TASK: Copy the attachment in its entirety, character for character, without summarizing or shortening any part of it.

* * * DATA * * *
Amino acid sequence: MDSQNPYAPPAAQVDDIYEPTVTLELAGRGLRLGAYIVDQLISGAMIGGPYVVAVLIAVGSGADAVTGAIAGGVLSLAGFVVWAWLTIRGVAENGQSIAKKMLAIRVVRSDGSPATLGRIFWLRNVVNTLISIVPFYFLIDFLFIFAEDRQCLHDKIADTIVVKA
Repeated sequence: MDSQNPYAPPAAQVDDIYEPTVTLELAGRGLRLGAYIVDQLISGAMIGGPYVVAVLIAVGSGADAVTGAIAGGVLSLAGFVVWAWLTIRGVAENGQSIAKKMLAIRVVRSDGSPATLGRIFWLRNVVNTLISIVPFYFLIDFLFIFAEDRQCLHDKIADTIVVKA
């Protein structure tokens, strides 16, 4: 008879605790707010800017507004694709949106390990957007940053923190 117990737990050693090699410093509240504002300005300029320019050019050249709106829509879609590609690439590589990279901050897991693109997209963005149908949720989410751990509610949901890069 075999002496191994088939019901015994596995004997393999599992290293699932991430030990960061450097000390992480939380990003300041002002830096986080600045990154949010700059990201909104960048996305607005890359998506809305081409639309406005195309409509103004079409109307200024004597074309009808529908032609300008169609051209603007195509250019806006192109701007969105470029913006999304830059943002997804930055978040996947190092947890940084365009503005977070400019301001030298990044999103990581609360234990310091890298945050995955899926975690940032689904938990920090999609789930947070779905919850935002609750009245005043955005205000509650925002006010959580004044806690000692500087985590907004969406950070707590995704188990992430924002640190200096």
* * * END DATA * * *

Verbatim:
Amino acid sequence: MDSQNPYAPPAAQVDDIYEPTVTLELAGRGLRLGAYIVDQLISGAMIGGPYVVAVLIAVGSGADAVTGAIAGGVLSLAGFVVWAWLTIRGVAENGQSIAKKMLAIRVVRSDGSPATLGRIFWLRNVVNTLISIVPFYFLIDFLFIFAEDRQCLHDKIADTIVVKA
Repeated sequence: MDSQNPYAPPAAQVDDIYEPTVTLELAGRGLRLGAYIVDQLISGAMIGGPYVVAVLIAVGSGADAVTGAIAGGVLSLAGFVVWAWLTIRGVAENGQSIAKKMLAIRVVRSDGSPATLGRIFWLRNVVNTLISIVPFYFLIDFLFIFAEDRQCLHDKIADTIVVKA
């Protein structure tokens, strides 16, 4: 008879605790707010800017507004694709949106390990957007940053923190 117990737990050693090699410093509240504002300005300029320019050019050249709106829509879609590609690439590589990279901050897991693109997209963005149908949720989410751990509610949901890069 075999002496191994088939019901015994596995004997393999599992290293699932991430030990960061450097000390992480939380990003300041002002830096986080600045990154949010700059990201909104960048996305607005890359998506809305081409639309406005195309409509103004079409109307200024004597074309009808529908032609300008169609051209603007195509250019806006192109701007969105470029913006999304830059943002997804930055978040996947190092947890940084365009503005977070400019301001030298990044999103990581609360234990310091890298945050995955899926975690940032689904938990920090999609789930947070779905919850935002609750009245005043955005205000509650925002006010959580004044806690000692500087985590907004969406950070707590995704188990992430924002640190200096």